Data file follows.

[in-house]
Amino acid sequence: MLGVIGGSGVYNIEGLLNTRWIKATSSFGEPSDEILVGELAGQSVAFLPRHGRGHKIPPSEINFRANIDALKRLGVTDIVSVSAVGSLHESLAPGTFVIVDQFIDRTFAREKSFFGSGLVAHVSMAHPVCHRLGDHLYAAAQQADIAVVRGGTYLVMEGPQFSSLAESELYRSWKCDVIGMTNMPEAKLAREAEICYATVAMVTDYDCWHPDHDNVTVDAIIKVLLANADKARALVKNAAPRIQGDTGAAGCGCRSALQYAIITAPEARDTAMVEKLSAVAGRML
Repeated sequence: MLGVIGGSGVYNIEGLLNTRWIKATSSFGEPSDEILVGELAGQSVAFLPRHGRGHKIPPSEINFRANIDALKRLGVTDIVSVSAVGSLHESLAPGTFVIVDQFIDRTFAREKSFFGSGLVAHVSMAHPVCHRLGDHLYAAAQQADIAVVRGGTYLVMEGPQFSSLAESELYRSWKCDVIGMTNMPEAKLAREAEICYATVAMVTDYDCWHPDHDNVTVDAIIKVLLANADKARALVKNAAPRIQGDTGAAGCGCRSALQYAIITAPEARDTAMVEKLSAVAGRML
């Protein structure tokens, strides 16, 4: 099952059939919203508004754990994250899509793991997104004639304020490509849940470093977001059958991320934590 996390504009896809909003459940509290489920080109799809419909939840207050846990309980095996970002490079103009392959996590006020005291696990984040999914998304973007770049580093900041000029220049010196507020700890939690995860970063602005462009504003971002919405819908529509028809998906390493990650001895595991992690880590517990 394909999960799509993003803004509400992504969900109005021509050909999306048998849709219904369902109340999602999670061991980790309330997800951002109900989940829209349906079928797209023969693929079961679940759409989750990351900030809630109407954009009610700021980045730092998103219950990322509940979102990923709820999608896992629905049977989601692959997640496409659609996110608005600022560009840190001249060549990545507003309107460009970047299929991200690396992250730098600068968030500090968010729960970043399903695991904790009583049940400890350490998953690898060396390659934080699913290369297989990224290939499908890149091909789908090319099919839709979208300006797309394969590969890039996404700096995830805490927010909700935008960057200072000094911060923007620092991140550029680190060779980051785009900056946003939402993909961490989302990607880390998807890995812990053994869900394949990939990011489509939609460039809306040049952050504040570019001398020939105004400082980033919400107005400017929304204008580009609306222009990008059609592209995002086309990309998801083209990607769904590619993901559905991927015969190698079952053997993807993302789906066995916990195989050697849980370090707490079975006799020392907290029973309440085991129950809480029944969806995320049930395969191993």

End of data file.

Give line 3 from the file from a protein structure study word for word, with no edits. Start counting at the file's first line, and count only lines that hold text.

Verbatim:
Repeated sequence: MLGVIGGSGVYNIEGLLNTRWIKATSSFGEPSDEILVGELAGQSVAFLPRHGRGHKIPPSEINFRANIDALKRLGVTDIVSVSAVGSLHESLAPGTFVIVDQFIDRTFAREKSFFGSGLVAHVSMAHPVCHRLGDHLYAAAQQADIAVVRGGTYLVMEGPQFSSLAESELYRSWKCDVIGMTNMPEAKLAREAEICYATVAMVTDYDCWHPDHDNVTVDAIIKVLLANADKARALVKNAAPRIQGDTGAAGCGCRSALQYAIITAPEARDTAMVEKLSAVAGRML